A quick refresher: Your skin barrier acts as your skin’s natural protective shield. It’s got its own microbiome (aka a layer of “good bacteria” that keeps your skin healthy), and when this ecosystem is disrupted it can lead to a whole host of issues including irritation, inflammation, and flare-ups of acne, rosacea, and eczema. A well-functioning skin barrier is imperative for locking in moisture, defending against the elements, and keeping your complexion healthy overall. It’s particularly important to keep it intact during the winter months, when cold and dry air run rampant, because it essentially acts as a “puffer coat” for your skin.
1. Exfoliating too often
If your skin could talk, it would be singing some Adele right now—go easy on me, baby! If you’re aggressively scrubbing your skin trying to get those dry, dead cells off your visage this winter, reel it in a bit. Over-exfoliation can lead to sensitized skin, which can weaken your barrier and cause inflammation and irritation. To avoid this, Dr. Shah suggests capping your exfoliating routine to a twice-weekly slough sesh.
2. Removing makeup with wipes
If you’re currently using makeup remover wipes—specifically to remove eye makeup—don’t. Aside from being not-great for the environment, derms (including Dr. Shah) note that they strip your skin of natural oils and can cause irritation. Unless you’re rinsing your face after you use them, these wipes often leave active ingredients on your skin, which can create issues for your barrier. “This residue can include surfactants, solubilizers, emulsifiers, and preservatives, which, when left on the skin, can lead to irritation or an allergic reaction,” Charlotte Birnbaum, MD, a board-certified dermatologist with Spring Street Dermatology, previously told Well+Good, adding that this residue can be particularly problematic for people with sensitive skin, rosacea, and eczema. Plus, though makeup wipes may help whisk away mascara and eyeliner, they aren’t particularly effective at actually cleansing your skin—they’re really just “swirling stuff around on your face,” says board-certified dermatologist Mona Gohara, MD. Instead of opting in on wipes, start your cleansing routine with an oil-based cleanser or a gentle makeup remover, then move on to a gentle face wash for a complete double cleanse.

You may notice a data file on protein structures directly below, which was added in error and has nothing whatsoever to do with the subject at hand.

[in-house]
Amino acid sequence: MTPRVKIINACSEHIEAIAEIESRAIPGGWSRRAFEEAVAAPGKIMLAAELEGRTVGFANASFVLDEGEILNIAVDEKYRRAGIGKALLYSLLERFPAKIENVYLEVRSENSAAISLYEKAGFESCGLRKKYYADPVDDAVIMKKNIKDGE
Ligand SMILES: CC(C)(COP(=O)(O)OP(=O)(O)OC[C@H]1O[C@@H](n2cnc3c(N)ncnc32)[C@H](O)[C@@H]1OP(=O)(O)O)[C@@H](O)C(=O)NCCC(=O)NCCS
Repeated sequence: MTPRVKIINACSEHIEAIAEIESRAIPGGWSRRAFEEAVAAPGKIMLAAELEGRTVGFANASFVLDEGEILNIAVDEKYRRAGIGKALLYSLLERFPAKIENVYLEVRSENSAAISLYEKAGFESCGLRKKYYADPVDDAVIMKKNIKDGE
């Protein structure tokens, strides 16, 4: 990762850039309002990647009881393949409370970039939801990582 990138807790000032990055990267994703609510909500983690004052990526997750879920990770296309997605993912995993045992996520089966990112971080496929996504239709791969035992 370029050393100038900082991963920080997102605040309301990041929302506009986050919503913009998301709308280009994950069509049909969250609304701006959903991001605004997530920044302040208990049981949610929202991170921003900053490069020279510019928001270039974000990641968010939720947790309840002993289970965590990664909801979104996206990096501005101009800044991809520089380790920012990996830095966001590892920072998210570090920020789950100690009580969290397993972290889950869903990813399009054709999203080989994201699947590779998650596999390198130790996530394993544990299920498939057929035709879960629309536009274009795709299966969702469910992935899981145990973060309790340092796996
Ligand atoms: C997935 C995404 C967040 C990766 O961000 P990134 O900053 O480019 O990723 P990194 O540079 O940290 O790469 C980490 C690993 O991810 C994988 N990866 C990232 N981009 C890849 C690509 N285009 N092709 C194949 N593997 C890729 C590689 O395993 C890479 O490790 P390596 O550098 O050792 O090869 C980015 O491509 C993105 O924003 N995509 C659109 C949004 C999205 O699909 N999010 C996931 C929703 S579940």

3. Taking hot showers
This is definitely a challenge in the chillier months, especially as hot showers can be a massively therapeutic anti-anxiety tool. But while the heat is soothing for your mind (and muscles!), it can be pretty harsh on your skin. Hot water is truly something that can be damaging to the skin because “it can strip your skin of essential lipids and proteins and make it much more easily inflamed,” Dr. Gohara previously told Well+Good. Ideally, your shower will be warm (but not hot), and quick. If you really can’t live without those steamy showers this winter (honestly, same), try to keep them short, and be sure to use a hydrating moisturizer after you step out to replenish your skin barrier.
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